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Magical Systems
Posted: Tuesday, May 3, 2011 12:49 AM
I was going through notes for my novel and realized that my character doesn't understand a lot about the magical system... He is distant from it at the start of the novel before being dragged into it through his death... I am completely on board with a thorough magical system that has a great deal of explanation and logic behind it (I was raised on magical video games like WoW and Asheron's Call after all). However, I think most things in life carry some level of mystery to them... why should I explain the ENTIRE magical system if my characters are still exploring them? Should I? How do you view this process?

I actually think back to the duel between Dumbledore and Voldemort. Whether you like her writing or not, it was a brilliant, enticing scene that I think we all wanted more of... We were so accustomed to her system that these two brilliant wizards ability to go beyond those borders we had come to know were captivating... How do you handle YOUR magical system? (For an opposing example, I think that Paolini is quick to explain how magic works... even if its done over time through mentors)

Posted: Tuesday, May 3, 2011 1:07 PM
Joined: 4/6/2011
Posts: 31

I don't see any reason to explain how magic works, unless how it works is important to the plot. If it's crucial to the reader understanding what is going on, then by all means, include the nuts and bolts, but generally speaking I don't need to know how and why it works as I'm reading, only that it does.

Posted: Tuesday, May 3, 2011 1:41 PM
Joined: 3/13/2011
Posts: 224

When I am writing, I need to know how my magic system works. When I am reading, all I want to know is that the writer obviously knows how it works. I don't want the system fluctuating in the middle of a novel unless there is a specific reason that is shown to me.

I think all that matters with a magic system is that you suspend disbelief.
Rachel Russell
Posted: Tuesday, May 3, 2011 2:29 PM
Joined: 4/29/2011
Posts: 27

I handle my magic system by detailing out every single tiny detail on how it works. However, I don't include that in the actual story unless it is pertinent to a certain part. If there are certain facets of the magical system that I want the reader to know about, I sprinkle details sparingly throughout the story. There's no need to drop a massive info dump on their head and give them brain damage.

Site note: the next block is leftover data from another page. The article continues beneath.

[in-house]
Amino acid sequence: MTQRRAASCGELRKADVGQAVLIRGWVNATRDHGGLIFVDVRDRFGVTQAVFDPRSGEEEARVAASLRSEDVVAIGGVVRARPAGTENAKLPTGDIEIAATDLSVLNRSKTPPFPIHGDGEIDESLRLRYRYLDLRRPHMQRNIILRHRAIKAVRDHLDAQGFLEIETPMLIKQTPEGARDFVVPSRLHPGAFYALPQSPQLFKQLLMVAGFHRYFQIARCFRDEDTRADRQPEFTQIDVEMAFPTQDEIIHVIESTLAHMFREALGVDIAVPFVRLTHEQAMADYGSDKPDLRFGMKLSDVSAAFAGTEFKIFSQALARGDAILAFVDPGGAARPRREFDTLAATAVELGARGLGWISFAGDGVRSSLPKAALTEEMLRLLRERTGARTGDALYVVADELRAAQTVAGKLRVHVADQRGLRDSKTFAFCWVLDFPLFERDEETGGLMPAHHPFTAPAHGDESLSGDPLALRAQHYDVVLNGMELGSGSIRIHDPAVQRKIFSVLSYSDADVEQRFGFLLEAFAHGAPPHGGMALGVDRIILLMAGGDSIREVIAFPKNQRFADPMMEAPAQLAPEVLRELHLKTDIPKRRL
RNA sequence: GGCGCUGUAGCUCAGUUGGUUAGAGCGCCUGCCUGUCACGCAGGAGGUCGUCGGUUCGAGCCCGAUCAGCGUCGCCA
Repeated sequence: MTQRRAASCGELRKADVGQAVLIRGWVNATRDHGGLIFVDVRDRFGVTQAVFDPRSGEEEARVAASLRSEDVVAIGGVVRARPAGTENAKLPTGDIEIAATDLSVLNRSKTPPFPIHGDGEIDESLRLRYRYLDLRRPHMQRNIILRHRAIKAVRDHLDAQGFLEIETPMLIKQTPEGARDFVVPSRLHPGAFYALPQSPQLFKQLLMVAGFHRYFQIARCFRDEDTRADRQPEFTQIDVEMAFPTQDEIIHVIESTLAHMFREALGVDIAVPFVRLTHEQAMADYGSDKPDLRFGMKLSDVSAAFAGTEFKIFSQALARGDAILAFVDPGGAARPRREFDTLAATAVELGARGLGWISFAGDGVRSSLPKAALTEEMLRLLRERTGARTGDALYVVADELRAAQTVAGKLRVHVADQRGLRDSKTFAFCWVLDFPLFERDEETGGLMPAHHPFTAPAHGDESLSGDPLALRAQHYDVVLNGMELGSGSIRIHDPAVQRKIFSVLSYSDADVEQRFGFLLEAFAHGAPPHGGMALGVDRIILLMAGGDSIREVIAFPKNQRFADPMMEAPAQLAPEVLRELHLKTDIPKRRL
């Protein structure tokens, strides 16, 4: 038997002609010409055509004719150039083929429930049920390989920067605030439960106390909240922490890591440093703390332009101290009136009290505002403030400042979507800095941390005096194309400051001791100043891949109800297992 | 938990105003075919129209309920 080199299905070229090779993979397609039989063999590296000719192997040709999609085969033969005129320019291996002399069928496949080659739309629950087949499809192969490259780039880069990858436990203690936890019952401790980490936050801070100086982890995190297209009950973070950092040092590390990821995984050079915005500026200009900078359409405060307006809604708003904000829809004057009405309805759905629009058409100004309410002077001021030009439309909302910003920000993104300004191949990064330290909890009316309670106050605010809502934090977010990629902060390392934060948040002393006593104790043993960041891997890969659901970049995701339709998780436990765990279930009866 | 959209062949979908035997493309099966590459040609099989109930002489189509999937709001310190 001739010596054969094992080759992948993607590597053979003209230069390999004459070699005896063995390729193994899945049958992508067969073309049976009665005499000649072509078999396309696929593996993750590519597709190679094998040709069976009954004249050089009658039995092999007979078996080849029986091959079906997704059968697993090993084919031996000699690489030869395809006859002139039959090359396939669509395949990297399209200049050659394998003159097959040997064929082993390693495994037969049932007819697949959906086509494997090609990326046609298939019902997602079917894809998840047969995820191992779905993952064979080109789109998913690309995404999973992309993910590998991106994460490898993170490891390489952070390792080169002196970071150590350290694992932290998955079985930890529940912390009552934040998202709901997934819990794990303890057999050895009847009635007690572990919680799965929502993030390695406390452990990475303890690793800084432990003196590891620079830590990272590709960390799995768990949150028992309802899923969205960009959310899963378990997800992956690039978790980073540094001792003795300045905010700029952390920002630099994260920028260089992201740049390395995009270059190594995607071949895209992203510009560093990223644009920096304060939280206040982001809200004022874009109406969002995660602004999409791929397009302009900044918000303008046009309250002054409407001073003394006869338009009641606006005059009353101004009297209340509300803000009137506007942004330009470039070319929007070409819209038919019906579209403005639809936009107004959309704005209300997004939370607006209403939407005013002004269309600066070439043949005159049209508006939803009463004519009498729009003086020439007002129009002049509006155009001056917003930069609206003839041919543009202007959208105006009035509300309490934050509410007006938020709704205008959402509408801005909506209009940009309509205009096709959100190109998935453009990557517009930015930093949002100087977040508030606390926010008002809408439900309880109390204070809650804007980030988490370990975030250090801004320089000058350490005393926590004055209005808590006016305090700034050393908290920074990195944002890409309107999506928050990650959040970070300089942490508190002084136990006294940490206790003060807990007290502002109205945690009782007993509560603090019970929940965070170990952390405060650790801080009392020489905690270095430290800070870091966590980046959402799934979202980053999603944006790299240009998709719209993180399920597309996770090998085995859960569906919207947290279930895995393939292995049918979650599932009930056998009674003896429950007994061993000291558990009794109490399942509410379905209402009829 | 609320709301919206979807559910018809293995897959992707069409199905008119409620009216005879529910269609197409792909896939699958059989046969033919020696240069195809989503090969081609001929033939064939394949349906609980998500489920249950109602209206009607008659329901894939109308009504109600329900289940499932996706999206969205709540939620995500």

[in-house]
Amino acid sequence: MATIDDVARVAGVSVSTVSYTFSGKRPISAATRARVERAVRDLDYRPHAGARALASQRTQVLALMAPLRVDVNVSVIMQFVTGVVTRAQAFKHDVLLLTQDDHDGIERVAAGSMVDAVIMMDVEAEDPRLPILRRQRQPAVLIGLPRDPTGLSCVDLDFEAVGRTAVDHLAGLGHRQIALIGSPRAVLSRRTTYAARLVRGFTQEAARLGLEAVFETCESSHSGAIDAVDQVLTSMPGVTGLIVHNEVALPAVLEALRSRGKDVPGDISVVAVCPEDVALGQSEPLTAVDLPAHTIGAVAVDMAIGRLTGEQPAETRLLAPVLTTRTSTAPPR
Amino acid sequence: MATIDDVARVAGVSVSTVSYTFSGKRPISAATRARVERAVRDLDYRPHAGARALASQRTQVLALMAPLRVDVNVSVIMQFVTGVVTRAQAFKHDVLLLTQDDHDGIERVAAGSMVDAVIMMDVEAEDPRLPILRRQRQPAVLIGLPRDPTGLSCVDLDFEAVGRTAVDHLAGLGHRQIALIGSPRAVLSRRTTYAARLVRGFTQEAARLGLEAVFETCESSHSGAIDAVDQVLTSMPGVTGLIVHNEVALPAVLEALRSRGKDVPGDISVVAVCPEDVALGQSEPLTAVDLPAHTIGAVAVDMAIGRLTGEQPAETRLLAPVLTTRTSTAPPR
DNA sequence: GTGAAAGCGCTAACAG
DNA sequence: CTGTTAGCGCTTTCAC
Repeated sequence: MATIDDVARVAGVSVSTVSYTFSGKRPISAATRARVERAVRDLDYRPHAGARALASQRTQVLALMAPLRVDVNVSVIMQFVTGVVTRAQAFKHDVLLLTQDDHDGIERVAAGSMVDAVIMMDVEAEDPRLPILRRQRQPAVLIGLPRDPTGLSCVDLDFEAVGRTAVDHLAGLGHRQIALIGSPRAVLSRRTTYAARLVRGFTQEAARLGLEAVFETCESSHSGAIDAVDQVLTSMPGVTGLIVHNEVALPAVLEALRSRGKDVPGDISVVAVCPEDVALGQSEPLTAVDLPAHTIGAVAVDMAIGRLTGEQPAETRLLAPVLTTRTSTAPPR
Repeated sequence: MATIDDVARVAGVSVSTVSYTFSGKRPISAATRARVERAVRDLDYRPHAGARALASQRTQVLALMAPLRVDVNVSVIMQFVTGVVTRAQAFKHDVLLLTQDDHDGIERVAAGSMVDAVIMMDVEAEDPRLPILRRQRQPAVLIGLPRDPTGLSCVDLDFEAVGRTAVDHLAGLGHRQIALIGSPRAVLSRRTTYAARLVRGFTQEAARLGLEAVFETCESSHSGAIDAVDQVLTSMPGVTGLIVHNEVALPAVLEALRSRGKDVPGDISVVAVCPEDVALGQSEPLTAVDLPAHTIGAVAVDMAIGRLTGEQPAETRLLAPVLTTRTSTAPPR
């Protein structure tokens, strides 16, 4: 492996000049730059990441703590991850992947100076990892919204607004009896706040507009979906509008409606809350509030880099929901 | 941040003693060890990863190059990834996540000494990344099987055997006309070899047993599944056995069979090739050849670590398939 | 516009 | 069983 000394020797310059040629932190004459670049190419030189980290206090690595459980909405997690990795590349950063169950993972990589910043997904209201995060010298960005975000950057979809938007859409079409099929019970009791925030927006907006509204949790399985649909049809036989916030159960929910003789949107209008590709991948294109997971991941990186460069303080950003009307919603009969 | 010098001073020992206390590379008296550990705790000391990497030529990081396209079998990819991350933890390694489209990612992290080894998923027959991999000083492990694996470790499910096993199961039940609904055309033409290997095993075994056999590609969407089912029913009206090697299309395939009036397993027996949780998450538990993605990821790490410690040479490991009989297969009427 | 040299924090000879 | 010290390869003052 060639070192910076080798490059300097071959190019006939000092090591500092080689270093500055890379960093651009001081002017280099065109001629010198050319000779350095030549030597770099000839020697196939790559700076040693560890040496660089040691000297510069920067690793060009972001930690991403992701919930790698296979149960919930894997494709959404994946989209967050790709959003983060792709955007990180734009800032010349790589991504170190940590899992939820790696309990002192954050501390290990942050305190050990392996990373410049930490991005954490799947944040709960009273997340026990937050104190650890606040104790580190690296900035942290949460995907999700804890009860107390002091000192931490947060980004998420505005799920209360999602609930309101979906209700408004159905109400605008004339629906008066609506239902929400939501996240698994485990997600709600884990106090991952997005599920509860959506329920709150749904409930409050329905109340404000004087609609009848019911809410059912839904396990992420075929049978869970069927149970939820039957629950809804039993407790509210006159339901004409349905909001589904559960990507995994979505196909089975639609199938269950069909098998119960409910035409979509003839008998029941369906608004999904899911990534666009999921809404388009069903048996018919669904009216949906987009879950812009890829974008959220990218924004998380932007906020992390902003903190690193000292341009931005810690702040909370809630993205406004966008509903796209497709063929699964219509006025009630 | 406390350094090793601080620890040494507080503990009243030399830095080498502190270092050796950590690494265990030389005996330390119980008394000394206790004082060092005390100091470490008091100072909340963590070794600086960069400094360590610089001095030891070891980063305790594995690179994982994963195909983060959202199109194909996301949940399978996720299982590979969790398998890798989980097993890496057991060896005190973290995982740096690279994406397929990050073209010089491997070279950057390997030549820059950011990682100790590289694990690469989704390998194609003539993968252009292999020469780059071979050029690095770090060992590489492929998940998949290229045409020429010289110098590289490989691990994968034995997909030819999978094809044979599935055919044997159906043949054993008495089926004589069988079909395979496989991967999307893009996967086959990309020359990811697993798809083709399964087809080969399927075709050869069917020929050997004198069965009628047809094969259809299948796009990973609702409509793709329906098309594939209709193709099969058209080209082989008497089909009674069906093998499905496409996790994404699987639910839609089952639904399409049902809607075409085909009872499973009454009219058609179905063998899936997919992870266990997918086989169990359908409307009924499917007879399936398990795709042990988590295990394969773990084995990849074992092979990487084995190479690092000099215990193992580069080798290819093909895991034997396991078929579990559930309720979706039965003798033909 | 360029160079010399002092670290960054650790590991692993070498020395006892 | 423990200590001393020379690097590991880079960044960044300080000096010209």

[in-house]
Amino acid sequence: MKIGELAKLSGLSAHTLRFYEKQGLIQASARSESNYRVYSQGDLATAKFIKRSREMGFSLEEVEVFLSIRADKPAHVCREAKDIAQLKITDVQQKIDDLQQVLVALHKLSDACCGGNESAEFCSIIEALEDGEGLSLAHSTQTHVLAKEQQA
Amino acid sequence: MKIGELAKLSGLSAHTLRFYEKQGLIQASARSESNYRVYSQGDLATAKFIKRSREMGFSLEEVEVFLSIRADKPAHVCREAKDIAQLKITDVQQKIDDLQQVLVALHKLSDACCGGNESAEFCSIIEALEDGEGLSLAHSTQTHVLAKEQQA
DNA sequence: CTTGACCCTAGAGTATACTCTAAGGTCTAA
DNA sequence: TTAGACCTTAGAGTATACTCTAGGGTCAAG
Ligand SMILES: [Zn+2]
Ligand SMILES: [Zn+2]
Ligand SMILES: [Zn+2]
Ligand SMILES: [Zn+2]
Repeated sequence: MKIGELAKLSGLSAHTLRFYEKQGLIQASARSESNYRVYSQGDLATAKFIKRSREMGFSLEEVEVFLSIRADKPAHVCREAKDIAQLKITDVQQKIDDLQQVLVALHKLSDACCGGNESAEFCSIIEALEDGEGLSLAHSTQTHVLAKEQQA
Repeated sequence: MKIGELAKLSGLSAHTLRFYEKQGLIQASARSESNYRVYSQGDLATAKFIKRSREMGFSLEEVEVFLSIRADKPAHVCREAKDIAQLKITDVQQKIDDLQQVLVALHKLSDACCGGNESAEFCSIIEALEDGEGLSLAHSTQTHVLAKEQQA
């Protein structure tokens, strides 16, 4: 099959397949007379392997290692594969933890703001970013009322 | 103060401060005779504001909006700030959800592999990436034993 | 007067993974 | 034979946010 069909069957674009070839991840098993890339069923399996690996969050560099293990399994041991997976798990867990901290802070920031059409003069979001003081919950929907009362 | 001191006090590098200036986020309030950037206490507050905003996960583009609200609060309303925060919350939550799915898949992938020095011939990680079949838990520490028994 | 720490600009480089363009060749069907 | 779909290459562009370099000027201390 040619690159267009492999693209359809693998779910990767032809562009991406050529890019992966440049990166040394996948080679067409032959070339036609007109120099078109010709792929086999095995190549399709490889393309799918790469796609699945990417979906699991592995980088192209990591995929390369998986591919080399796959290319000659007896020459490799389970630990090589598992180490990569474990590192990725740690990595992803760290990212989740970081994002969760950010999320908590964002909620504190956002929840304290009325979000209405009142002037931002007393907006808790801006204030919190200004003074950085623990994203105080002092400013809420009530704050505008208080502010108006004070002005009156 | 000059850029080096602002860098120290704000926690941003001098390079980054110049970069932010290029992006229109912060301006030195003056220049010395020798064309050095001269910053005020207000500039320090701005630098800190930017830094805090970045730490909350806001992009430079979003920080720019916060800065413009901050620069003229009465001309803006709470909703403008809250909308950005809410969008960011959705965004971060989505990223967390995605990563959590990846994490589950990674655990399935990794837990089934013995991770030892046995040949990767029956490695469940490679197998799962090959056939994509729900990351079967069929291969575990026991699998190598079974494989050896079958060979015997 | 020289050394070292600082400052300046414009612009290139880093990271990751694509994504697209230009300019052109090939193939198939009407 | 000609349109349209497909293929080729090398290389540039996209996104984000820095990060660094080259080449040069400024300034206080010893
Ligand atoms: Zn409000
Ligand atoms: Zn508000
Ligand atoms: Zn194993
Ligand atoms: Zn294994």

For me, all that matters for a magic system is that it fits seamlessly with the setting, and doesn't feel like something the writer decided to toss in as a superfluous addition for no reason.
Posted: Tuesday, May 3, 2011 2:53 PM
Joined: 3/31/2011
Posts: 11

Brandon Sanderson actually wrote a pretty interesting article on magic systems and the need to explain or leave them a mystery. He says that there are two main types of magic systems: Hard and Soft (and of course some grey area in between).

Hard magic is explained intricately, and, because the reader understands the rules of it, it can be a part of the solution to the story without coming off as deus ex machina.

Soft magic, on the other hand, is left in a space of mystery/wonder, and usually exists in the periphery of the main character as an obstacle for them to overcome (without having much understanding or use for it themselves).

That's a rough summary and I'm not doing the article much justice, so you should just read it for yourself here:

Posted: Tuesday, May 3, 2011 3:02 PM
Thanks for the article, Casey. Very helpful. I had a good basis for what I would do with mine, I just wanted opinions!
Alex Hollingshead
Posted: Tuesday, May 3, 2011 4:15 PM
Joined: 5/2/2011
Posts: 61

I like my magic systems to seem magical, and though I will read a story where magic is a few charts and test tubes away from being a real science, I won't write them. As long as magic has a good sense of balance, I think any system can work.
Posted: Tuesday, May 3, 2011 4:42 PM
Joined: 3/13/2011
Posts: 245

I think the biggest things with a magic system is that it's as internally consistent as the world you've built around your characters. If you establish early on that it's a will and word type of system, your characters can't just wave a wand with an empty head at the end of the book and expect everything to happen the way they want.